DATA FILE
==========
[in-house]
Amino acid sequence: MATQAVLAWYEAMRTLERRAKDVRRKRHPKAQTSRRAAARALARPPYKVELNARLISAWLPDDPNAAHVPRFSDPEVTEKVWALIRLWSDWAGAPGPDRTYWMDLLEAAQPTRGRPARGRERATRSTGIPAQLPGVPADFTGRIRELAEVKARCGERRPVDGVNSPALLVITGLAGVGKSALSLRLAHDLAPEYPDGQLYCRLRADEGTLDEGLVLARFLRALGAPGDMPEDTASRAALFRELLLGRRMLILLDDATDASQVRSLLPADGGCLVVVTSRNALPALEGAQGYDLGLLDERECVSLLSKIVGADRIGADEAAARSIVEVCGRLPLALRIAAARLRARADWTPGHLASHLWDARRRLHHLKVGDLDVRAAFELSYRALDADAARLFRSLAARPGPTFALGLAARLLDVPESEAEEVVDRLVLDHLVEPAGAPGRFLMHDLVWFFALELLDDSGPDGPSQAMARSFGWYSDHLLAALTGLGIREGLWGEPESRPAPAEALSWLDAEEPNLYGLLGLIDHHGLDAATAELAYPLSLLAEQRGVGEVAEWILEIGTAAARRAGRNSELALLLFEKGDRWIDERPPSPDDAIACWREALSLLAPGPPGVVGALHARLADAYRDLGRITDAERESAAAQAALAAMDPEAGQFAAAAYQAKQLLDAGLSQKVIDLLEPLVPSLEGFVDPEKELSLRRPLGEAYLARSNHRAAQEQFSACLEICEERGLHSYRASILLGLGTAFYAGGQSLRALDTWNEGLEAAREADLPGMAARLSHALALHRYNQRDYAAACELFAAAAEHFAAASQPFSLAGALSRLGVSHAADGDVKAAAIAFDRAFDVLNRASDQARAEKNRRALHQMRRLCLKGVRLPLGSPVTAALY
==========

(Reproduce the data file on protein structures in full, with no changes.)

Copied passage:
[in-house]
Amino acid sequence: MATQAVLAWYEAMRTLERRAKDVRRKRHPKAQTSRRAAARALARPPYKVELNARLISAWLPDDPNAAHVPRFSDPEVTEKVWALIRLWSDWAGAPGPDRTYWMDLLEAAQPTRGRPARGRERATRSTGIPAQLPGVPADFTGRIRELAEVKARCGERRPVDGVNSPALLVITGLAGVGKSALSLRLAHDLAPEYPDGQLYCRLRADEGTLDEGLVLARFLRALGAPGDMPEDTASRAALFRELLLGRRMLILLDDATDASQVRSLLPADGGCLVVVTSRNALPALEGAQGYDLGLLDERECVSLLSKIVGADRIGADEAAARSIVEVCGRLPLALRIAAARLRARADWTPGHLASHLWDARRRLHHLKVGDLDVRAAFELSYRALDADAARLFRSLAARPGPTFALGLAARLLDVPESEAEEVVDRLVLDHLVEPAGAPGRFLMHDLVWFFALELLDDSGPDGPSQAMARSFGWYSDHLLAALTGLGIREGLWGEPESRPAPAEALSWLDAEEPNLYGLLGLIDHHGLDAATAELAYPLSLLAEQRGVGEVAEWILEIGTAAARRAGRNSELALLLFEKGDRWIDERPPSPDDAIACWREALSLLAPGPPGVVGALHARLADAYRDLGRITDAERESAAAQAALAAMDPEAGQFAAAAYQAKQLLDAGLSQKVIDLLEPLVPSLEGFVDPEKELSLRRPLGEAYLARSNHRAAQEQFSACLEICEERGLHSYRASILLGLGTAFYAGGQSLRALDTWNEGLEAAREADLPGMAARLSHALALHRYNQRDYAAACELFAAAAEHFAAASQPFSLAGALSRLGVSHAADGDVKAAAIAFDRAFDVLNRASDQARAEKNRRALHQMRRLCLKGVRLPLGSPVTAALY